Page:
Most of the film consists of Clemons doing a solo performance. The success or failure of such kinds of films (as in “Mine” for example) is therefore entirely in the hands of that specific person. Should her acting be bad or unbelievable, the film will suffer a figurative shipwreck (how appropriate). Fortunately, that’s not the case here. She acts solidly and is convincing enough. The panic and subsequent calmness seem realistic enough.

Eloquence isn’t necessary here either. Most of the time the film is dialogue-free. Well, it’s hard to have in-depth conversations when you’re on an island on your own. And when an inflatable rescue boat appears on the horizon, with Jenn’s friends on board, it briefly creates some tension. Not for you as a viewer but for the participating actors themselves.

What remains is the aquatic creature. Yes, could this monster ensure some tense moments? Unfortunately, the creature is allergic to sunlight. In short, it’s only in pitch darkness (and an uninhabited island without artificial lighting is simply pitch dark) that you can see this rogue (partially). There are nevertheless some successful scenes in the film in which it shows how supreme it is in water. But except for a little growling and hissing, the monster is a bit disappointing. All in all, I didn’t think it was an exciting movie. Since it’s an exotic island, the film is peppered with breathtaking images of beaches and azure blue water. And isn’t that something an average earner can only dream of?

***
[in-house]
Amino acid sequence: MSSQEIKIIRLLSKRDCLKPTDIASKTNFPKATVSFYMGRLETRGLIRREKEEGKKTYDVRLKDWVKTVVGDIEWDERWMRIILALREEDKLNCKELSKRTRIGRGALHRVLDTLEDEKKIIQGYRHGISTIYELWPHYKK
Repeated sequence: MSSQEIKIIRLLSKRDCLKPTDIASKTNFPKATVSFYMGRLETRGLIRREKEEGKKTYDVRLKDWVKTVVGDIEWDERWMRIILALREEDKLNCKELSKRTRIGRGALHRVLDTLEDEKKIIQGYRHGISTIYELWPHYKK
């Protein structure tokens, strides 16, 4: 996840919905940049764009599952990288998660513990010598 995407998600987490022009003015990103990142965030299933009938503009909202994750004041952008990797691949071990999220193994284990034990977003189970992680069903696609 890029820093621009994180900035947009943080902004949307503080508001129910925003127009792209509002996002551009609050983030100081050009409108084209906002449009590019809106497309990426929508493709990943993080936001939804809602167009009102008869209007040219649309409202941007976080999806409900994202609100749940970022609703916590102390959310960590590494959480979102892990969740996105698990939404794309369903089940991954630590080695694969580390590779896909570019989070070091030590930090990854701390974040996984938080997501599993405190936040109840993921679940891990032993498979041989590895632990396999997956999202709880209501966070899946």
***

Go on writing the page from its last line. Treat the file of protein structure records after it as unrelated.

The Curse of La Llorona (2019) Movie Review By Peter Pluymers


The Curse of La Llorona Review

Director: Michael Chaves
Writers: Mikki Daughtry, Tobias Iaconis
Stars: Linda Cardellini, Raymond Cruz, Patricia Velasquez

“You used him as bait?
No. I used you all as bait.”

When I visited Eurodisney near Paris for the first time years ago (it seems like centuries ago), I was so overwhelmed and enchanted by the atmosphere and everything there was to admire. I literally hovered through this park for three days and had the time of my life. At the beginning of this year, I visited the park again (this time with my two young kids) and it was 3 days of fun again. However, it was far from the same as that first time. If you have been somewhere six times you know what to expect and you are no longer so impressed by it. The same applies to this film “The curse of La Llorona“. A horror movie that is part of the “The Conjuring” universe.